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  1. #31
    Linux Engineer TNFrank's Avatar
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    Jul 2013
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    Quote Originally Posted by rayden View Post
    Also, what do you mean by "free up a ton of space on your hard drive"? Windows alone doesn't take up much space (probably 20GB or so).
    LOL, that's a huge amount IMHO. My Manjaro GNOME install with all the extra software that I run only takes up about 6GB max. Windows is Bloat Ware IMHO but if you like it then you run it and pay for some good virus protection because you'll need it.
    I also think that maybe you should just give up on Linux and stick with Windows because it really sounds like you're not willing to make the commitment that it takes to run a Linux system. Better to just let MicroSoft spoon feed you your Operating System then break free of their chains and enjoy the Freedom of using Linux and ONLY Linux.
    No matter where ya' go, there ya' are.

  2. #32
    Nah, I'm gonna use both (Windows because I need it for games mainly, and Linux coz I wanna learn it). But still I find your determination to sack MS funny

    Also, I don't pay for AV. I never did. I only use free AVG and I've never run into troubles. I mean, I did get some viruses over the years but nothing serious to damage my computer.


    Quote Originally Posted by TNFrank View Post
    LOL, that's a huge amount IMHO. My Manjaro GNOME install with all the extra software that I run only takes up about 6GB max. Windows is Bloat Ware IMHO but if you like it then you run it and pay for some good virus protection because you'll need it.
    I also think that maybe you should just give up on Linux and stick with Windows because it really sounds like you're not willing to make the commitment that it takes to run a Linux system. Better to just let MicroSoft spoon feed you your Operating System then break free of their chains and enjoy the Freedom of using Linux and ONLY Linux.

  3. #33
    rayden, I think you are very familiar with windows and like it fine and may benifit from reinstalling it. you can benifit from this initial potentially frustrating experiance by forgetting what you think you know and starting to research the various types of multiboots with linux and deciding on one you think you would like to try. in the mean time reset your firmware to the previous setting. if you have decided you like linux mint then play with it live and get familiar with it. and make sure version suits the process you decide to try. as mentioned, you can google as well as I can, and as a novice user myself I can only offer googled information based on what I think your issue is and let you find it helpfull or not with your project. or share personal experiance and my opinion. if you have questions about your project volunteers are here to assist you unfortunately I do not have the answers you need. I wish you the best of luck. I do not speak for the forum but I suggest a new thread with a more specific question. you have attempted with out the instructions now it is time to start fresh with the instructions. cheers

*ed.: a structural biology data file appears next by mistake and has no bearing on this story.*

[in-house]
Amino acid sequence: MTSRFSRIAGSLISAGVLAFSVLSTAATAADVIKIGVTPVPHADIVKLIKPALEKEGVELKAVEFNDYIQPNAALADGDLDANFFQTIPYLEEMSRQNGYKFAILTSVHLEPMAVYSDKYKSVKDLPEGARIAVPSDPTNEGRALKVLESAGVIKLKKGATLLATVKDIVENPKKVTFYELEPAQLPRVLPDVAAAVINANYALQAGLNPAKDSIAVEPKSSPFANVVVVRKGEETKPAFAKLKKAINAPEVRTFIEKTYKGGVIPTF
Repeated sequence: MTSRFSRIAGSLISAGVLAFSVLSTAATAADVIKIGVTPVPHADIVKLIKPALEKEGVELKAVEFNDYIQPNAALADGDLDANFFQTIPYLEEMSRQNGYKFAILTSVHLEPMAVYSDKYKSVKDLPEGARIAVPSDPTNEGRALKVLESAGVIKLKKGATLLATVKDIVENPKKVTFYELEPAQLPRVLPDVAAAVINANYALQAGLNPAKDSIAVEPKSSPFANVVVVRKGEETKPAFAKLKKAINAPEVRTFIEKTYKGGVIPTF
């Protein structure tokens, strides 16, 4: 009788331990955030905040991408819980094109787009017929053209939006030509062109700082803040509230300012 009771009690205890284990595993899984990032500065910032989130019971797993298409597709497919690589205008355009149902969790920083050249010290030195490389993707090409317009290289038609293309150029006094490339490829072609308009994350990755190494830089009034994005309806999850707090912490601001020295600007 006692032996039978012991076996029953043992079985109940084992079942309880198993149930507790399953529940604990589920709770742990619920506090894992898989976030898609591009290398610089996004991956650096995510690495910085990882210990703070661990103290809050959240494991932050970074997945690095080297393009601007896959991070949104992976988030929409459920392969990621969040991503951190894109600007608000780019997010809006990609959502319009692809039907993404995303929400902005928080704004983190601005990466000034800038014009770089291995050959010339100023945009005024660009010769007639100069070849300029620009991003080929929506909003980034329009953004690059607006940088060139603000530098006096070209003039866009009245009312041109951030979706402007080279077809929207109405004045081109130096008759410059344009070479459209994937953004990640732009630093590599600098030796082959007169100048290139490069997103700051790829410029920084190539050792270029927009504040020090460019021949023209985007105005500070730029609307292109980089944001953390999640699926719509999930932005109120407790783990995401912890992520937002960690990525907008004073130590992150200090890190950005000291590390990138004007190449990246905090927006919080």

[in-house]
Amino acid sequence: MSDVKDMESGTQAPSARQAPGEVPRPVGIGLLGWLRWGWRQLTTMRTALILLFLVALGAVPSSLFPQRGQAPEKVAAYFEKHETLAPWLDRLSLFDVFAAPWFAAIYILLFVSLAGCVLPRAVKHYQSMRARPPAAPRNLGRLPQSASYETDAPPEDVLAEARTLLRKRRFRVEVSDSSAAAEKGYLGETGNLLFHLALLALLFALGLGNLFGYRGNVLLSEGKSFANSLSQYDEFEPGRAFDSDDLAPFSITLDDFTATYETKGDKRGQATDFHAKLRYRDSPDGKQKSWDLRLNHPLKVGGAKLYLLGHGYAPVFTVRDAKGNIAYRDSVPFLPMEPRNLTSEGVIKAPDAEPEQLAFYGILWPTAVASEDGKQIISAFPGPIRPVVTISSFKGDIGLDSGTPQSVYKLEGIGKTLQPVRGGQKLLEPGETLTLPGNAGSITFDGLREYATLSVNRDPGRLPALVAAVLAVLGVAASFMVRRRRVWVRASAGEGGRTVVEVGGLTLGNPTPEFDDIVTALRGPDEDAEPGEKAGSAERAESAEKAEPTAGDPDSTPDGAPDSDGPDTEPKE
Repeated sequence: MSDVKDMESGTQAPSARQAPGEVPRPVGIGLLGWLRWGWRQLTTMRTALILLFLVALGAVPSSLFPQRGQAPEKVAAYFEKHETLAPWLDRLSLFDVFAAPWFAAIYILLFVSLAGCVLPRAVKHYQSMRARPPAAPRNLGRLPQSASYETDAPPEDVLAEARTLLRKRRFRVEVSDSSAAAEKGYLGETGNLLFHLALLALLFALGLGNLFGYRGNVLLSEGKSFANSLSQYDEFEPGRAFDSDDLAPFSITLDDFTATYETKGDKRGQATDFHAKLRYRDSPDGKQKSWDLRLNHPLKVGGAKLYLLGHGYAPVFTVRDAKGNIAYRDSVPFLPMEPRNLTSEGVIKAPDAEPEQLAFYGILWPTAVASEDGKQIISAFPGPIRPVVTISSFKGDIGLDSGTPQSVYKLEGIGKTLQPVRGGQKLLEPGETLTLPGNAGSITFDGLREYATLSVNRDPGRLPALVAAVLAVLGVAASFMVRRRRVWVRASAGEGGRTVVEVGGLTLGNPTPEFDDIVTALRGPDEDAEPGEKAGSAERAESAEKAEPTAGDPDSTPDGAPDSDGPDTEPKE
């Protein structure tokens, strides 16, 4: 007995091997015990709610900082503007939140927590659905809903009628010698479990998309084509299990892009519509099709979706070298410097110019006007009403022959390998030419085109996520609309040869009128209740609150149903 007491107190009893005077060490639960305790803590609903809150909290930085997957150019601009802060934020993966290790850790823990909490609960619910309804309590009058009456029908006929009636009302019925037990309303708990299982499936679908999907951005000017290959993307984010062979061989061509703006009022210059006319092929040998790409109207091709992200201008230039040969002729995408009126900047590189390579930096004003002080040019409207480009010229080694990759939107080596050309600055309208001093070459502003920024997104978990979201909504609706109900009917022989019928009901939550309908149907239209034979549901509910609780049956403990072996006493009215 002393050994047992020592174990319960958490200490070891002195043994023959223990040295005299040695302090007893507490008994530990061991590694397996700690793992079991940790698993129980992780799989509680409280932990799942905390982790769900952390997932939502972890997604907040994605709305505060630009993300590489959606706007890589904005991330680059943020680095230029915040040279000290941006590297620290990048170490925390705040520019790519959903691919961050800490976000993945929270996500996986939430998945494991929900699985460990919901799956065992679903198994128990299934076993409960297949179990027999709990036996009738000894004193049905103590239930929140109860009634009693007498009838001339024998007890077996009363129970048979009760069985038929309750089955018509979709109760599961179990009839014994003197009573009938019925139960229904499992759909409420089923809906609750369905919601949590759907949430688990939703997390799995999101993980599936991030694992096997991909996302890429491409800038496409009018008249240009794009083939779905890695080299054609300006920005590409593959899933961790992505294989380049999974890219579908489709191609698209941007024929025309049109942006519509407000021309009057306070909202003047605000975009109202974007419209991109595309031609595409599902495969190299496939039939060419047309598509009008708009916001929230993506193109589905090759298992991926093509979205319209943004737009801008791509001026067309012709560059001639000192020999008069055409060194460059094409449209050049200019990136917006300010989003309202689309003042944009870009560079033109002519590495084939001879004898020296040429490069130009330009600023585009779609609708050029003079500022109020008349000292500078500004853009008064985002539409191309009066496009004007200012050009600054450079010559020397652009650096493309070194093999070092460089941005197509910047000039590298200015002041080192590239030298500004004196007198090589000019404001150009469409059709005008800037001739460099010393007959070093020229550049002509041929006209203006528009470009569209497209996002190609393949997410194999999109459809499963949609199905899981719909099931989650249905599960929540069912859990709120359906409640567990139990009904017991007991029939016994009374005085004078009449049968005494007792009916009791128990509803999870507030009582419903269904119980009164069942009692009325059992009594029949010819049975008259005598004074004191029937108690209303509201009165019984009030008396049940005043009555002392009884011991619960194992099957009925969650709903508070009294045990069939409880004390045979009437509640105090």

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  5. #34
    Yeah, I'll do that eventually. I just wanna try one more time to fix the current installation through a Windows repair disk. When I get back home I will create that disk and try to fix the Windows bootloader. If this doesn't work, I will reinstall everything from scratch. I just hope I won't lose my 250+ GB of data that I saved from the old computer cause that won't be funny now that I got rid of the old HDD.

    Thanks for the tips and... wish me luck!

    Quote Originally Posted by ohmy View Post